Wednesday, June 15, 2011

Henrietta Lacks' Immortal Cells

"Here lies Henrietta Lacks (HeLa). Her immortal cells will continue to help mankind forever. Eternal Love and Admiration, From Your Family"
-- Henrietta Lacks Epiteth

I'm bending the rules already, as our next stop with women of importance in science isn't a scientist. She did, however, bring more to science than the vast majority of those who claim the title, including the big names of any field.

Henrietta Lacks was a thirty-one-year-old black woman with a cervical cancer when her science-related story begins. It was in February 1951 and she visited the John Hopkins Hospital in order to receive treatment. They did a biopsy, which allowed the cancer diagnosis, but which also led to one of the biggest scientific discovery of all times.

Unlike normal cells, which die after a few life cycles, Henrietta Lacks' cells were immortal.

Eight days after the initial biopsy, Dr. George Otto Gey returned to remove a second sample of cells from the tumor. No one told Lacks what they were doing, or asked for her consent.

This is where it gets a ethically gray. The Supreme Court later declared that he did not have to, as "discarded tissues" are no longer considered someone's property. One would argue, however, that when you have discovered cells with properties that will revolution the way science is done, you should at least inform their previous owner or her family.

That being said, I'm not convinced Dr. Gey did this with any malice. It was in the 50s and she was a black woman about to die of cancer. He was not the doctor treating Lacks, and I wouldn't be surprised to hear he never met her.

At least he knew her name. He called this new immortal cell line the HeLa cells.

What bothers me more is that Henrietta's family did not hear of this until 1976, twenty-five years after her death.

By that time, HeLa cells were used across the globe in nearly every lab, in "research into cancer, AIDS, the effects of radiation and toxic substances, gene mapping, and countless other scientific pursuits." It was the cell line used by Jonas Salk to test the first polio vaccine in the 1950s (now called the "Salk vaccine", for the record).  There are over 11,000 patents that concern HeLa cells, and in 2009, more than 60,000 scientific articles about research done using the HeLa cells had been published.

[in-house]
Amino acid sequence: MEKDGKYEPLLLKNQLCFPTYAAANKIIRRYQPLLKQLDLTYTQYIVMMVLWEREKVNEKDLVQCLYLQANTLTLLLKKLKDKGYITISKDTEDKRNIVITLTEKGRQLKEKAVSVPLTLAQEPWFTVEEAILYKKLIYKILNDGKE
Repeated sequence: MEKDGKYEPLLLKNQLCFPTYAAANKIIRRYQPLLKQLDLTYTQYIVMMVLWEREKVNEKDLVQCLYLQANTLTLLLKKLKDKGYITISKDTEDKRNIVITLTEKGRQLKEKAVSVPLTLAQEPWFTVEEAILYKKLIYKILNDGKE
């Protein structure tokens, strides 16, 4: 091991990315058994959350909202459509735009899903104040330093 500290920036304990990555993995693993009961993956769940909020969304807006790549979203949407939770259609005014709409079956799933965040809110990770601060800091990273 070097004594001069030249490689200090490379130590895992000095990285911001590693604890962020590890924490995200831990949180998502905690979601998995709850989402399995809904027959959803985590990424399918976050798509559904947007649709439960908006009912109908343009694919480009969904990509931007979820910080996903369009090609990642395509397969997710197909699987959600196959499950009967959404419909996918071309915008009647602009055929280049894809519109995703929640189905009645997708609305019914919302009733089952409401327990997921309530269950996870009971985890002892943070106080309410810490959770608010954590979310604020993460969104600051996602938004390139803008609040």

What's so special about the HeLa cells?

I said that they are immortal, which might not mean much to most of you. What has to be understood is that before the HeLa cells, scientists spent more time trying to keep cells alive than doing research on them.

The HeLa cells aren't only immortal. They grow fast (they are cancer cells, after all) and easily. In fact, their growth rate and adaptation abilities has become a problem, as HeLa cells have this bad tendency to contaminate the other lines. They are the weed of our labs.

The truth is, HeLa cells' propensity to contaminate almost led to an important Cold War incident.

But that, my friends, is a post for Friday. Tune back in!


Thanks to TL Conway for suggesting this topic! I'd heard the story before but had forgotten to put it on the list. Mistake corrected!

Since we're on a cell-related topic, don't forget this is your last chance to participate in the Transfection contest! Follow the link, tell us what your biggest science creep is, and you could win a free copy of the David's old school science-fiction short story!


  1. Fascinating.

    I've been wanting to read that book on her, since I've heard great things about it. This post might just convince me to get to it more quickly.

  2. I feel so bad for the woman. But, wow, the imagination is working overtime on the cool science fiction story that could be brewed from this. Neat post.

  3. A Cold War story? Sounds exciting!

  4. Interesting. I never heard about these cells before.

  5. Hektor: Yeah, the book came up in the research quite often. If my TBR pile did not threaten to collapse, I'd pick it up, too.

    LG: I'm with you on the cool science fiction story! I'll admit I feel somewhat bad for poor Mrs. Lack, but at the same time, her initial lack of recognition/permission at least did not hurt her. Not like Franklin being dissed by Watson, for example.

    Miss Cole: Aren't Cold War stories always exciting? ;)

    Ted: Chances are we've all seen research or biomedical discoveries that came from them, but HeLa cells are so common they're not mentionned anymore -- kind of like, as writers, we don't spend that much time speaking of the keyboards on which we type.

  6. The book on her is great! She's such an interesting figure in our history, even if it is a muddy history. I'm glad you are writing about her.

  7. Eek! So excited to see this pop up in my reader. THANK YOU for doing this. Ever since hearing about her story last summer, I have been very interested in the advancements as a result. Imagine if Dr. Gey had never gone back for more cells? Where would science be now? I love the "What if" idea in changing the past.

  8. I totally bought that book for my mom so I could borrow it from her (books, the gift that keeps on giving) but I haven't gotten around to it yet.